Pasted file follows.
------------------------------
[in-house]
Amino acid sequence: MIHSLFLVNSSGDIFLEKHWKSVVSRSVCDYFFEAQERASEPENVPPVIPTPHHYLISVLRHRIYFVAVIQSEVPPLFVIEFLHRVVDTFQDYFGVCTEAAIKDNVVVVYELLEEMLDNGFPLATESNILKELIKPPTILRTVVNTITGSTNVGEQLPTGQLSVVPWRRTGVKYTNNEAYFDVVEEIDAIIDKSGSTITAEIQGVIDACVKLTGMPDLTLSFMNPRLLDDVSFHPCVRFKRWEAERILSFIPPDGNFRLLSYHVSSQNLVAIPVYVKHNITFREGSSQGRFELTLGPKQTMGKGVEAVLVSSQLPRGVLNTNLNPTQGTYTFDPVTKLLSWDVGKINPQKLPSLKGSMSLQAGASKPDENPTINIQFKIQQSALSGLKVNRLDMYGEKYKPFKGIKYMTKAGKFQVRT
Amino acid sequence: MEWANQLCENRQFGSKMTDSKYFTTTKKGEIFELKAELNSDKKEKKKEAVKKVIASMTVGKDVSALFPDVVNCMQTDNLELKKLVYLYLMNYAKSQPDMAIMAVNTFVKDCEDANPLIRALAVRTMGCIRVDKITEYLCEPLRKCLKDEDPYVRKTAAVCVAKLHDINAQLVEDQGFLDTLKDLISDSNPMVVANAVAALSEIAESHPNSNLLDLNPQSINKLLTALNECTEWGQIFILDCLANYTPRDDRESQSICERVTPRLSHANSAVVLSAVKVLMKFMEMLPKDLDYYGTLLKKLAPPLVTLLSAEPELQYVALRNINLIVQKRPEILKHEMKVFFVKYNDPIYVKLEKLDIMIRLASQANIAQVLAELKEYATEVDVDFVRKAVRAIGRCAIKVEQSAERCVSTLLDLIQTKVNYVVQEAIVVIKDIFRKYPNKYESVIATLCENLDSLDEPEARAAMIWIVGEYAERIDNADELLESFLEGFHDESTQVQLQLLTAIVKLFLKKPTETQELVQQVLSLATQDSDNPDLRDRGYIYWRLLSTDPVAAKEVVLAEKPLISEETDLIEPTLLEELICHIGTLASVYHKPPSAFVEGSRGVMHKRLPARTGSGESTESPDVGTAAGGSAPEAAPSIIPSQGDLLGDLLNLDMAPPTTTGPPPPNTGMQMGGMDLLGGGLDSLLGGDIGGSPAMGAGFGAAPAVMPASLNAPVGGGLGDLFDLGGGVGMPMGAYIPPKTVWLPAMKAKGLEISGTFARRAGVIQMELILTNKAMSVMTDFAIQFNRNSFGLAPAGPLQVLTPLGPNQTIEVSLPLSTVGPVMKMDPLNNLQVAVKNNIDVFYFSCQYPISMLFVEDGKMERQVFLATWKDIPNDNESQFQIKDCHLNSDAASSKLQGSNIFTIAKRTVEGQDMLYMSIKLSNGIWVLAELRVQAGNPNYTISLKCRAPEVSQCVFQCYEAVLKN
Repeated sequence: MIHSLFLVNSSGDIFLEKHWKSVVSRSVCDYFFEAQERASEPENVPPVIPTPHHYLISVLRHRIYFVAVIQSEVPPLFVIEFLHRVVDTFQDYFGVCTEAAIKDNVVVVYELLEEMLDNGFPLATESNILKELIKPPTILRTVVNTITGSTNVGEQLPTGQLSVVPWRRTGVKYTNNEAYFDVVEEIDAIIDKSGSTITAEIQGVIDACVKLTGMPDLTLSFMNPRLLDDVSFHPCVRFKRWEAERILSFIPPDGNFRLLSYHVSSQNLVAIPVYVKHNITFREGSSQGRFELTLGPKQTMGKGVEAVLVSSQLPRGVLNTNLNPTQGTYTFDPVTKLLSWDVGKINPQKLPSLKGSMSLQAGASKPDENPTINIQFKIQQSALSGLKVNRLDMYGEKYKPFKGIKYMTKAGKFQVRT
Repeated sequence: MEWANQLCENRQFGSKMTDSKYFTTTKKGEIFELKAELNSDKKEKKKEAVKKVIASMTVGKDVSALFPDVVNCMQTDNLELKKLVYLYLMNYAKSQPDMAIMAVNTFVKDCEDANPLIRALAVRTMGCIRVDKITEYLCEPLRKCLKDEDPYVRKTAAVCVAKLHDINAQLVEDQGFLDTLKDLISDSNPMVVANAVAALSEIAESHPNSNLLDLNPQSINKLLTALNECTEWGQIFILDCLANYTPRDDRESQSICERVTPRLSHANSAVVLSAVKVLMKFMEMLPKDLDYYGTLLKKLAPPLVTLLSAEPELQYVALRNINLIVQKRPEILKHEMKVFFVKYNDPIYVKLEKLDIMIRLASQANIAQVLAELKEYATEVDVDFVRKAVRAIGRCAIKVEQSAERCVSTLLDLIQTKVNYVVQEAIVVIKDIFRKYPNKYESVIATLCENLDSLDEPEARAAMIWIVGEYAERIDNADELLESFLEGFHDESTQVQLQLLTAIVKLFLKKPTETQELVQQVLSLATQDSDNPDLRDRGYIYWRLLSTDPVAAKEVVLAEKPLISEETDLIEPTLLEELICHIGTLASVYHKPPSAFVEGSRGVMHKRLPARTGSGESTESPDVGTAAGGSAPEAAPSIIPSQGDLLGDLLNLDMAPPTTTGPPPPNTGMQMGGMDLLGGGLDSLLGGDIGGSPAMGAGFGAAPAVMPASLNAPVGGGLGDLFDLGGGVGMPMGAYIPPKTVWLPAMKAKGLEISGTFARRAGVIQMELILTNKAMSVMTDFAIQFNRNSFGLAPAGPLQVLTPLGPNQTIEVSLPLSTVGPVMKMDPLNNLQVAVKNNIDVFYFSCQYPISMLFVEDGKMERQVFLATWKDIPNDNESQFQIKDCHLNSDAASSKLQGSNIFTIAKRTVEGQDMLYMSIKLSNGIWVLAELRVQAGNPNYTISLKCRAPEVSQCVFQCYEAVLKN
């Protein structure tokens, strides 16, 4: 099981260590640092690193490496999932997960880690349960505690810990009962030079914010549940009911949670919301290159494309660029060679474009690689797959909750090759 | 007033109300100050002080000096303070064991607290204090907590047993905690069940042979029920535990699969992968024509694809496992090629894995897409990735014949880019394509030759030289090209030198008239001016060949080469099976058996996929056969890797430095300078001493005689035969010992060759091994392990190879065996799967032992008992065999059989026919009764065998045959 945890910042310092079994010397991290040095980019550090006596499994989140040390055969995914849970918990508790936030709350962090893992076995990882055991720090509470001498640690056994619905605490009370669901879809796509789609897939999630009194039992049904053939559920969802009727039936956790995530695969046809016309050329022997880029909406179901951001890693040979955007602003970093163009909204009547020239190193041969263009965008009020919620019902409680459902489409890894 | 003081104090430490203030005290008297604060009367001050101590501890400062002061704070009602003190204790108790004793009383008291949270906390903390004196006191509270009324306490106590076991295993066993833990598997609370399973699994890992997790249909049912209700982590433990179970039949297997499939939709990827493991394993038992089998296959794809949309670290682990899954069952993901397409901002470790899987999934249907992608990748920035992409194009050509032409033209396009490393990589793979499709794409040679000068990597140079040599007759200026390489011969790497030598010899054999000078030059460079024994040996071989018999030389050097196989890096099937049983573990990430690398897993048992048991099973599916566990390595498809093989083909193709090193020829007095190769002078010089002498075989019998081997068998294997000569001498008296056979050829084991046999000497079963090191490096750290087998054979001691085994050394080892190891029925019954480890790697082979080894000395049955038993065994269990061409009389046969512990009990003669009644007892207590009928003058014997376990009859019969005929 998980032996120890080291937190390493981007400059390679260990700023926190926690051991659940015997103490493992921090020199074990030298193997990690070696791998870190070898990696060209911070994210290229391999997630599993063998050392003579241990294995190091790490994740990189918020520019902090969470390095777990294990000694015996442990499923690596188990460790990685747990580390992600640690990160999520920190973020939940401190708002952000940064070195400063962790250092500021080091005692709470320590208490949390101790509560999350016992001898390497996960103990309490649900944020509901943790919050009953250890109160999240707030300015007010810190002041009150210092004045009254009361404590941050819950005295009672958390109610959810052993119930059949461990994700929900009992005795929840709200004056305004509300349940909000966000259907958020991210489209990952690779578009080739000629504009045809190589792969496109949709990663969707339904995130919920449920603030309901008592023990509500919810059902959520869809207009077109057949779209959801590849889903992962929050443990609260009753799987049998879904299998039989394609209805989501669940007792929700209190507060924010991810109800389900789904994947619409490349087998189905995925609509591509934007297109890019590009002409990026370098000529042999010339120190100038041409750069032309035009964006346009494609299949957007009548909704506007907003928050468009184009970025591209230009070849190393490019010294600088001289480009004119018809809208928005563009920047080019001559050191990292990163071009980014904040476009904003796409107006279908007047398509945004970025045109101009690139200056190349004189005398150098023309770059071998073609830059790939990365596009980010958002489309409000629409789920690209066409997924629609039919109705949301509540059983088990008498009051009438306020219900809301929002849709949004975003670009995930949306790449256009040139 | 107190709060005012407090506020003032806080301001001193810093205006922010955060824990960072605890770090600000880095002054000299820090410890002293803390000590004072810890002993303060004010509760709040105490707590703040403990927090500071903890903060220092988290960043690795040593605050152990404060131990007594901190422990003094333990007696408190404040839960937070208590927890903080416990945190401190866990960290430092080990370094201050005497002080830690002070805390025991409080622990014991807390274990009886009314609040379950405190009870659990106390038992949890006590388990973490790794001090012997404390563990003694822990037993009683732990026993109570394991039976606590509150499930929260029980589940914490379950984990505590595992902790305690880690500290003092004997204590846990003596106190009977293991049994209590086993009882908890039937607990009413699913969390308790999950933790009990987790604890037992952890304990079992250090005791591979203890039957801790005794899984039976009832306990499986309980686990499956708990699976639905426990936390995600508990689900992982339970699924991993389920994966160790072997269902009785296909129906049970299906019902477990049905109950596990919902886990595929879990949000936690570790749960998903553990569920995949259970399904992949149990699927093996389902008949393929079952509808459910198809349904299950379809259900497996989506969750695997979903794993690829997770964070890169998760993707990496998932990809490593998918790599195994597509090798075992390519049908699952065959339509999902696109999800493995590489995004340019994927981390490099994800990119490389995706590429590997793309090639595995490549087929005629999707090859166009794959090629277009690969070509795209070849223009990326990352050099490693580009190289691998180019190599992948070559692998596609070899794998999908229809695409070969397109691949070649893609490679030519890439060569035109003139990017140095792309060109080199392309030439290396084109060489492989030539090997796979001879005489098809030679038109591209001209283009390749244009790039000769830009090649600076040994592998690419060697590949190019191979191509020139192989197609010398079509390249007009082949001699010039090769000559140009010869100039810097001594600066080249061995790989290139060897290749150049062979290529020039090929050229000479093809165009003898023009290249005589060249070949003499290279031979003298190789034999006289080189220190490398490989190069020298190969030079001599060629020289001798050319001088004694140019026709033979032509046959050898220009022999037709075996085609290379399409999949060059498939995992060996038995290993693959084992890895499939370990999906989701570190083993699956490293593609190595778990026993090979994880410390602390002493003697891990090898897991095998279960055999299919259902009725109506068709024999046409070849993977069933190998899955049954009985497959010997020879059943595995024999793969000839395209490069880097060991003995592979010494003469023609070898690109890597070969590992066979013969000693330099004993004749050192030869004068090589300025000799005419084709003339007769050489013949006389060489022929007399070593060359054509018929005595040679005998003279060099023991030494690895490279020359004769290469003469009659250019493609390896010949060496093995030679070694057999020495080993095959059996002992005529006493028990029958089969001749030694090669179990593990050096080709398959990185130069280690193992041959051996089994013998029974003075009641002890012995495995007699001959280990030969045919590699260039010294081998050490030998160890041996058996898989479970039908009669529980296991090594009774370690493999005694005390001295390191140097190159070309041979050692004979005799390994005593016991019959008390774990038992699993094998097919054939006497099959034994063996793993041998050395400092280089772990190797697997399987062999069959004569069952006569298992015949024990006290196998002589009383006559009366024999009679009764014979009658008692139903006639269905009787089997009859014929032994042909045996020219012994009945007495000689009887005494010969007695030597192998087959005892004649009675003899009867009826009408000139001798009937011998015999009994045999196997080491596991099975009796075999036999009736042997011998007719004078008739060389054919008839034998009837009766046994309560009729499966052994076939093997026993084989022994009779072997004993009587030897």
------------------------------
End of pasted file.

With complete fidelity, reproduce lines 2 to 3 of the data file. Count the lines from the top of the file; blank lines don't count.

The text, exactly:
Amino acid sequence: MIHSLFLVNSSGDIFLEKHWKSVVSRSVCDYFFEAQERASEPENVPPVIPTPHHYLISVLRHRIYFVAVIQSEVPPLFVIEFLHRVVDTFQDYFGVCTEAAIKDNVVVVYELLEEMLDNGFPLATESNILKELIKPPTILRTVVNTITGSTNVGEQLPTGQLSVVPWRRTGVKYTNNEAYFDVVEEIDAIIDKSGSTITAEIQGVIDACVKLTGMPDLTLSFMNPRLLDDVSFHPCVRFKRWEAERILSFIPPDGNFRLLSYHVSSQNLVAIPVYVKHNITFREGSSQGRFELTLGPKQTMGKGVEAVLVSSQLPRGVLNTNLNPTQGTYTFDPVTKLLSWDVGKINPQKLPSLKGSMSLQAGASKPDENPTINIQFKIQQSALSGLKVNRLDMYGEKYKPFKGIKYMTKAGKFQVRT
Amino acid sequence: MEWANQLCENRQFGSKMTDSKYFTTTKKGEIFELKAELNSDKKEKKKEAVKKVIASMTVGKDVSALFPDVVNCMQTDNLELKKLVYLYLMNYAKSQPDMAIMAVNTFVKDCEDANPLIRALAVRTMGCIRVDKITEYLCEPLRKCLKDEDPYVRKTAAVCVAKLHDINAQLVEDQGFLDTLKDLISDSNPMVVANAVAALSEIAESHPNSNLLDLNPQSINKLLTALNECTEWGQIFILDCLANYTPRDDRESQSICERVTPRLSHANSAVVLSAVKVLMKFMEMLPKDLDYYGTLLKKLAPPLVTLLSAEPELQYVALRNINLIVQKRPEILKHEMKVFFVKYNDPIYVKLEKLDIMIRLASQANIAQVLAELKEYATEVDVDFVRKAVRAIGRCAIKVEQSAERCVSTLLDLIQTKVNYVVQEAIVVIKDIFRKYPNKYESVIATLCENLDSLDEPEARAAMIWIVGEYAERIDNADELLESFLEGFHDESTQVQLQLLTAIVKLFLKKPTETQELVQQVLSLATQDSDNPDLRDRGYIYWRLLSTDPVAAKEVVLAEKPLISEETDLIEPTLLEELICHIGTLASVYHKPPSAFVEGSRGVMHKRLPARTGSGESTESPDVGTAAGGSAPEAAPSIIPSQGDLLGDLLNLDMAPPTTTGPPPPNTGMQMGGMDLLGGGLDSLLGGDIGGSPAMGAGFGAAPAVMPASLNAPVGGGLGDLFDLGGGVGMPMGAYIPPKTVWLPAMKAKGLEISGTFARRAGVIQMELILTNKAMSVMTDFAIQFNRNSFGLAPAGPLQVLTPLGPNQTIEVSLPLSTVGPVMKMDPLNNLQVAVKNNIDVFYFSCQYPISMLFVEDGKMERQVFLATWKDIPNDNESQFQIKDCHLNSDAASSKLQGSNIFTIAKRTVEGQDMLYMSIKLSNGIWVLAELRVQAGNPNYTISLKCRAPEVSQCVFQCYEAVLKN